Charles Gillies, 62, will never forget “Little Mo,” which tormented him and his friends in Mt. Airy in the 1950s and ‘60s.

Charles Gillies, 62, will never forget “Little Mo,” which tormented him and his friends in Mt. Airy in the 1950s and ‘60s.

by Charles Gillies

Growing up in the late ’50s and early ’60s, in the Mt. Airy section of Philadelphia, the baddest mother in my neighborhood was a U.S. mailbox. Granted, bad is a matter of opinion, but the number of my friends who were battered by that mailbox — well, you be the judge! We never named it as some neighborhoods will label a bully, but for the sake of this story, we will call it “Little Mo.”

I can still remember straddling the olive green drop box, surveying all the known world of Durham Street and Boyer, while off to the right, mounted on a four-foot concrete post, stood a deceptively small but rugged U. S. mail box. Most of us tended to ignore it because it was so difficult to climb. So we denied its very existence as one might a tag-along kid sister, but, as a 10-year-old boy, you are forever running or rough-housing with your pals. It would always be a surprise when it happened.

As the traffic clears, the touch football game continues. Shawn goes long. The game is riding on this play. “My God, he is going to catch it.” Crash! Knocked out at the foot of “Little Mo.”

Jerry gives him a shove.

“Are you all right?”

Shawn rolls over and blinks his eyes. Our concern apparently comforts him. I can tell that by the way he forces a grin. Unfortunately, this passes the instant he assesses our true motive. I can’t speak for the others, but I for one have never witnessed a death, a fact that compels the lot of us to circle in close with the scrutiny of interns. Shawn will have none of it. He brushes aside any attempt to help him stand, but once on his feet he begins to totter. Still woozy, Shawn allows us to help him into the corner drug store for Doc Savitz to give his professional opinion. An ice cream soda later, and Shawn is golden.

On other occasions, we would play the infamous Hot Pork and Beans, a notorious Philly street game where everyone closes their eyes at a designated base while someone hides a belt. Today, Steve gives the signal, and the hunt begins. In short order, Tim finds it stuffed in the tail pipe of an old Rambler. He slyly unfurls it at his side, then Zippity Do Da’s over to a spot that cuts off our retreat. Grinning, he yells “Hot Pork and Beans,” then begins strapping everyone’s legs until we all make it back to the base.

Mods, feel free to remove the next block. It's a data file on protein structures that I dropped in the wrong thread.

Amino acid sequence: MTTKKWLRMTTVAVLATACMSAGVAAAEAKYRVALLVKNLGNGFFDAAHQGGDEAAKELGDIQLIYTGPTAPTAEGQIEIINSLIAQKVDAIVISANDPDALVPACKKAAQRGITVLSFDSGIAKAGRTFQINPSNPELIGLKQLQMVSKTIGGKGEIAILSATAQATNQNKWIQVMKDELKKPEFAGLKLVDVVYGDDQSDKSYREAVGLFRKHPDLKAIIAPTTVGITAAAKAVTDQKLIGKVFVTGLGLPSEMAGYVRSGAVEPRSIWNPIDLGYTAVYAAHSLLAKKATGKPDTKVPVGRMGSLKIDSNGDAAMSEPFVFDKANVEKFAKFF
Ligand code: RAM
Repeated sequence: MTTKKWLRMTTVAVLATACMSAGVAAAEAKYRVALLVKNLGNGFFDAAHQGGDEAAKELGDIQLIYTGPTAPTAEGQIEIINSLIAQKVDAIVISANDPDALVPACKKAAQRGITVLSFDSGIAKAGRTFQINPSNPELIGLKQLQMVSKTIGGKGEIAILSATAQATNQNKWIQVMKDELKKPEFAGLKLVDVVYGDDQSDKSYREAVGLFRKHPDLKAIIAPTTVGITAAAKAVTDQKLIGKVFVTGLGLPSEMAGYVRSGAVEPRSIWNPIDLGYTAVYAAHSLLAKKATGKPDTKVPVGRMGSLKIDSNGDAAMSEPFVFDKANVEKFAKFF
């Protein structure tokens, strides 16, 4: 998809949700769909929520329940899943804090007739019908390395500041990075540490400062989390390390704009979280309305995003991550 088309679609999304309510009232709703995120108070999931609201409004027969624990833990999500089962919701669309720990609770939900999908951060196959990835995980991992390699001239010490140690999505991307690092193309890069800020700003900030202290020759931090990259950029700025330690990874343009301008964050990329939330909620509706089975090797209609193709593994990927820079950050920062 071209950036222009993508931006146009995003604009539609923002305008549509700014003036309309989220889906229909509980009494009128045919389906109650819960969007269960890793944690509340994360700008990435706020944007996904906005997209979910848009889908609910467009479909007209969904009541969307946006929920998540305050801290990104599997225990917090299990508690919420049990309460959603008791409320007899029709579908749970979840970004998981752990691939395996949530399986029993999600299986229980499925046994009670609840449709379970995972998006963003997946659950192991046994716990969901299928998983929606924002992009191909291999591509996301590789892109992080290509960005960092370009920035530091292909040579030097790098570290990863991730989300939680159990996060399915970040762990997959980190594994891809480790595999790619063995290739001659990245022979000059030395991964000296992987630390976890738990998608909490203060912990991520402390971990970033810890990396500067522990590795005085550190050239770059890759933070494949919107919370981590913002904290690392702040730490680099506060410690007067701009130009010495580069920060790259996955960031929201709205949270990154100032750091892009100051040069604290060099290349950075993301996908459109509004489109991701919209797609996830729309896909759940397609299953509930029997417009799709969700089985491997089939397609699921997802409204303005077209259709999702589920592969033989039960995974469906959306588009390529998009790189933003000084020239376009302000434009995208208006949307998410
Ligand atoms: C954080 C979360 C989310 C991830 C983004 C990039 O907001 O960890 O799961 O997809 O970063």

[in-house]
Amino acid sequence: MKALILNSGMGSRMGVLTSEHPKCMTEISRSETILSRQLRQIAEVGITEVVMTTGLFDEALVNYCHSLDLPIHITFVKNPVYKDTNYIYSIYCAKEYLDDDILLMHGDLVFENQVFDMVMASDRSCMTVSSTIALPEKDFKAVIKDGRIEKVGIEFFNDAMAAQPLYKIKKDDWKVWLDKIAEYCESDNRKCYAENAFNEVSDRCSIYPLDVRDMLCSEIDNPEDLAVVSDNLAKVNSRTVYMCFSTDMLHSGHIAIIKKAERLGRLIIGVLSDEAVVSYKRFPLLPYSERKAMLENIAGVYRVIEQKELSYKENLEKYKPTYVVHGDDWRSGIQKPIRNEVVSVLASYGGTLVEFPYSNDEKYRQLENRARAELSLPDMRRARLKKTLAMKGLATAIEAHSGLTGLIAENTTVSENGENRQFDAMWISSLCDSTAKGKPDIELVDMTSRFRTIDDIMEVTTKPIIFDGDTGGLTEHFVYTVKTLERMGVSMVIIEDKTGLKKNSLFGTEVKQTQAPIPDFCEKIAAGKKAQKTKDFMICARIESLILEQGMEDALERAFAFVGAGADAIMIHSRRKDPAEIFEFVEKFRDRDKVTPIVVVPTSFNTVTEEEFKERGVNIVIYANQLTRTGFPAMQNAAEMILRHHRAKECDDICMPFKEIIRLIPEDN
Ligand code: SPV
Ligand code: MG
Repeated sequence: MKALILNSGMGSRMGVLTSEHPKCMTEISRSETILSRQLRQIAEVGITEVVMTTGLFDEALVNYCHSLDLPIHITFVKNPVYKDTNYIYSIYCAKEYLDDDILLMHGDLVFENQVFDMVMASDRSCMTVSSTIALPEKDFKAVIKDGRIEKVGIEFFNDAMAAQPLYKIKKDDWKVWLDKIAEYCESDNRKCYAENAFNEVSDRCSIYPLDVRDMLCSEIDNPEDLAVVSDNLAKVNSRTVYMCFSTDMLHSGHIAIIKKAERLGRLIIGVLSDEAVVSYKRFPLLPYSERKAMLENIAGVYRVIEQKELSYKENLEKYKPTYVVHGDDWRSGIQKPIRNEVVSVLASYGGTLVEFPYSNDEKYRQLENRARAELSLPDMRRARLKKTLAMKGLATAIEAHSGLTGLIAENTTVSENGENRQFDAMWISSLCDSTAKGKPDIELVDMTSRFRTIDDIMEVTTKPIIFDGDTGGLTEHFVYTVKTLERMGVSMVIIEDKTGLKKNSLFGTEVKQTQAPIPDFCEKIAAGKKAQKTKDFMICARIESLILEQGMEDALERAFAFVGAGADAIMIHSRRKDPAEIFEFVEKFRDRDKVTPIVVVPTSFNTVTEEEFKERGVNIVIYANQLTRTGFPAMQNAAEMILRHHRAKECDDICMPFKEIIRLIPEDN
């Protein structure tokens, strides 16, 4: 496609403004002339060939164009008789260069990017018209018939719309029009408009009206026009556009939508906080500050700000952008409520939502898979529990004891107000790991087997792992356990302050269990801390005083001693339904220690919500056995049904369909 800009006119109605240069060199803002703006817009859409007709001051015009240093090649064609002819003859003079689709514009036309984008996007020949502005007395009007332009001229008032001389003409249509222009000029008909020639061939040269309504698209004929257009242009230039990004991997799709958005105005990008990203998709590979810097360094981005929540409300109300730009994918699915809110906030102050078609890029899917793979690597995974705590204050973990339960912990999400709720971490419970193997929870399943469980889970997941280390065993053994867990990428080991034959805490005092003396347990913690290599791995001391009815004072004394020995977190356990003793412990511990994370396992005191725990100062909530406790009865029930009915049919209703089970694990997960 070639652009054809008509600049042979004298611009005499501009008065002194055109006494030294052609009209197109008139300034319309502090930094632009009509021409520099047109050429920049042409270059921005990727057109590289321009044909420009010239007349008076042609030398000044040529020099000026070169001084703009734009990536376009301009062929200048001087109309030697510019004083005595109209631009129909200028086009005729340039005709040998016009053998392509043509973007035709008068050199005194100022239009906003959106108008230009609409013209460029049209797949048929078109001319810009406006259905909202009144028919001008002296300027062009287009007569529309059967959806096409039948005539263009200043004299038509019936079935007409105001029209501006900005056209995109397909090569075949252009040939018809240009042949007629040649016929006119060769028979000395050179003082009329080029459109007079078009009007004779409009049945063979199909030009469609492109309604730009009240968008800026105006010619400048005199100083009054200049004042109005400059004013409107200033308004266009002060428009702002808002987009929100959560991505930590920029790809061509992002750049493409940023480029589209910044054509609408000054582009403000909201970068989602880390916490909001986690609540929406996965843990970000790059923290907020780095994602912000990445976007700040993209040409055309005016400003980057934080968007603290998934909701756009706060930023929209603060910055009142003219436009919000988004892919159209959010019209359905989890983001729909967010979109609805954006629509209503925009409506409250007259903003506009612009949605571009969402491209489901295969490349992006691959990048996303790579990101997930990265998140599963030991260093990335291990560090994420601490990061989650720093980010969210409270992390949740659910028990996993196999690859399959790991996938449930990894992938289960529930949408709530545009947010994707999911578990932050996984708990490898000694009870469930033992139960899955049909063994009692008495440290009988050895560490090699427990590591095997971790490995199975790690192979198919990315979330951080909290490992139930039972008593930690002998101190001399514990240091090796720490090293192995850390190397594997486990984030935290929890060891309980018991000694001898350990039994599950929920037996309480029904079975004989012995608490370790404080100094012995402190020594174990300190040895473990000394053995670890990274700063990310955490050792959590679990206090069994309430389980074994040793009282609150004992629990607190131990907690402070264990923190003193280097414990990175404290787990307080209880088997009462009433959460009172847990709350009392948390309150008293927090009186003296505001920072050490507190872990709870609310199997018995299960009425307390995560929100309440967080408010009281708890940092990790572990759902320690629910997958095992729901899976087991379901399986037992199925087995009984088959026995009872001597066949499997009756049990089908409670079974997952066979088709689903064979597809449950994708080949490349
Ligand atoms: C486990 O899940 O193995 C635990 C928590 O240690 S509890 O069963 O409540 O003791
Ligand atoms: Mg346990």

Now and again, when we played Hot Pork and Beans at the corner, some startled kid would leap to one side to avoid being strapped, only to collapse at the foot of that mailbox. Mercifully, as good Catholic boys, we had enough ethical restraint not to strap Lil’ Mo’s latest victim as he lay motionless on the sidewalk.

Looking back, we rarely play Hot Pork and Beans more than five rounds before it ignites into a fistfight. In our three-block world of Durham, Sydney and Boyer Streets, the baby boomers are king. I’m sure there are 100 kids within shouting distance of Doc’s corner. Philly street games rule: half-ball, quarter-ball, stoop-ball, and buck-buck, to name a few, and if played within the vicinity of Doc’s corner, it is only a matter of time before you dance with the Little Mother.

It’s Saturday morning, and Brian M. is holding down the corner. He spots Johnny W. much like a con will spot a mark. John is younger than Brian, but not too young to get his ass whipped in a game of wire ball. By the time a couple of us have straggled up to the corner, John is down, 12 to one, top of the second inning. No one plays Brian M. in wire ball. The guy can toss a pimple ball 600 feet in the air, and that’s after he clips the top wire for a grand slam.

John is over his head in this one, and to make things worse, in one of his turn-around attempts at catching the ball, he collides into the mail box. The sound of flesh and bone giving way to concrete and steel is one I won’t forget. As we hustle him down the street, we hold his shirt up to his forehead to stem the bleeding. At his home, John’s little brother Joey takes the whole episode personal. As a consequence, he marches up the corner and kicks the mailbox a couple of times with predictably poor results. With his anger spent, Joey limps home to assure his brother that justice has been done.